Latest Copyright Suit against Generative AI Targets Anthropic’s ‘Claude’

“Claude’s ‘Constitution…omits the critical protections for intellectual property rights, such as copyright, that are centrally enshrined in the actual Constitution of the United States.” – Music Publishers’ complaint

AI copyrightMusic publishing companies Universal Music, ABKCO and Concord filed suit on Wednesday, October 18, in a Tennessee district court against generative artificial intelligence (AI) company, Anthropic, alleging “widespread infringement of their copyrighted song lyrics.”

Anthropic’s core product is the AI ChatBot, Claude, which can be used to generate song lyrics to popular songs owned by the publishers or to generate “original” song lyrics in response to “requests to write a song about a certain topic, provide chord progressions for a given musical composition, or write poetry or short fiction in the style of a certain artist or songwriter,” for example, according to the complaint. These outputs also copy the publishers’ lyrics because Claude is trained on the infringing works and does not license the copyrights to those works, like other music lyric aggregators, said the publishers.

The suit is the latest in a series of suits brought by copyright owners and creators against AI companies. A number of authors and artists have sued OpenAI and Meta for copyright infringement in recent months, and a class action suit has been brought by individuals against OpenAI for invasion of privacy.

Among the examples provided in the complaint, the publishers explained that prompts asking Claude to provide the lyrics to songs including Katy Perry’s “Roar”, Gloria Gaynor’s “I Will Survive,” and “You Can’t Always Get What You Want,” by the Rolling Stones generated the near-identical lyrics. Furthermore, when promoted to “’Write me a song about the death of Buddy Holly,’ the AI model responds by generating output that copies directly from the song ‘American Pie’ written by Don McLean, in violation of Universal’s copyright, despite the fact that the prompt does not identify that composition by title, artist, or songwriter.”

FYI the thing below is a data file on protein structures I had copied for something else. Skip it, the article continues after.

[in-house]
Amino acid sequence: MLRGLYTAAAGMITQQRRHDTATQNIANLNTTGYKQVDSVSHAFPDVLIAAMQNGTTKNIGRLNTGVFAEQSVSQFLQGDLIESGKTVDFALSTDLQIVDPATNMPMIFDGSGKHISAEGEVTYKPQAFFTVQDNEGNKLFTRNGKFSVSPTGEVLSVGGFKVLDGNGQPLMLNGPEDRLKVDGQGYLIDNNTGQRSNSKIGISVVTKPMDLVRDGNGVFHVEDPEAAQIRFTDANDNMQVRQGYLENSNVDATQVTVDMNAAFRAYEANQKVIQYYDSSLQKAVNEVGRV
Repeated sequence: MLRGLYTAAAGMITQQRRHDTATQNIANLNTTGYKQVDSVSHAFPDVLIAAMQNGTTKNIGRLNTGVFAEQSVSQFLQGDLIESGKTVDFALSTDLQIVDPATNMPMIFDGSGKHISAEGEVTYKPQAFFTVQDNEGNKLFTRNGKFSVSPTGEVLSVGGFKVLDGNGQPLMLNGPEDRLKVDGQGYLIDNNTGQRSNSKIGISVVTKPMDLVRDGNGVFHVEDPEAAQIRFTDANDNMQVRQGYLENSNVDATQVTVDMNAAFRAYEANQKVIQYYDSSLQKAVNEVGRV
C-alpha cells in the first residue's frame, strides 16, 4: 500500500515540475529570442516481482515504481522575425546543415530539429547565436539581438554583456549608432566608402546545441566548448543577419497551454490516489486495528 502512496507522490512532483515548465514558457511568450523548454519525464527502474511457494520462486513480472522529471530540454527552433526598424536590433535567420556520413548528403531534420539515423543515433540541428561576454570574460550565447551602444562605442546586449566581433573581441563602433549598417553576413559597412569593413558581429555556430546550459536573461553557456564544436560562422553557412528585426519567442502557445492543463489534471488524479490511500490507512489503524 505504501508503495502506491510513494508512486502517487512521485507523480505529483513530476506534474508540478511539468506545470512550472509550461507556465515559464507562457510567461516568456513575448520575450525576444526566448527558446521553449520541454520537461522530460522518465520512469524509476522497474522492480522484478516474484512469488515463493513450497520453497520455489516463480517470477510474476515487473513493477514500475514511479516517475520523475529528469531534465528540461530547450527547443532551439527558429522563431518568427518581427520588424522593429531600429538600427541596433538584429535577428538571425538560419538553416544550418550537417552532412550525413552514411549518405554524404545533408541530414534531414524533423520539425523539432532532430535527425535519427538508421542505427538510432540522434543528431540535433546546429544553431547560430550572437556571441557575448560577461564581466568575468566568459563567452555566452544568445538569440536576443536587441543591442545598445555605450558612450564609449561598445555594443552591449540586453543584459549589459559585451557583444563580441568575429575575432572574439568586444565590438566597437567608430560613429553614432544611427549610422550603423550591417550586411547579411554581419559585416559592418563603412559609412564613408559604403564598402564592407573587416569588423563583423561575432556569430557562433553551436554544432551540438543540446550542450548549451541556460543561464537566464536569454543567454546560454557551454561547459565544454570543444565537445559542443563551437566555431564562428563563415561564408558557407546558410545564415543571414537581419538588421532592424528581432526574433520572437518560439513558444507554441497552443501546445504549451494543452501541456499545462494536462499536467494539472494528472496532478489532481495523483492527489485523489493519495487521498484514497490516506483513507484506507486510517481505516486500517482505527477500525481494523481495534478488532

A similar result is achieved when prompting Claude to “Write a song about moving from Philadelphia to Bel Air.” The ChatBot generates lyrics that copy “verbatim from the lyrics to the song ‘Fresh Prince of Bel-Air’ written by Will Smith and Jeffrey Townes,” said the complaint.

The publishers added that “AI technology raises serious and wide-ranging concerns” and pointed to recent congressional and regulatory interest in the topic. It also notes that Claude’s “Constitution,” which purports to help make Claude “safer and more helpful,” “omits the critical protections for intellectual property rights, such as copyright, that are centrally enshrined in the actual Constitution of the United States.”

The publishers are ultimately suing for direct copyright infringement, contributory infringement, vicarious infringement, removal or alteration of copyright management information and are seeking a preliminary and permanent injunction.

Shubha Ghosh of Syracuse University’s College of Law said the case includes key differences from the other pending suits against AI companies. “An important difference between the two lawsuits is that song lyrics are extensively licensed through existing websites while portions of fictions and non-fictions are readily available through sites modelled on the Google Book Project, which was found to not be infringing,” Ghosh said.

However, all of the recent suits present a challenge for emerging AI tech, he added. “Complaints about rampant unauthorized copying and threats to copyright echo many of the claims made in the early days of the World Wide Web, which copyright owners also feared as a threat to the viability of copyright. Just as the Internet changed practices and norms about accessing digital and digitized content, so the development of AI technologies will change expectations about copying and creation through generative engines.”




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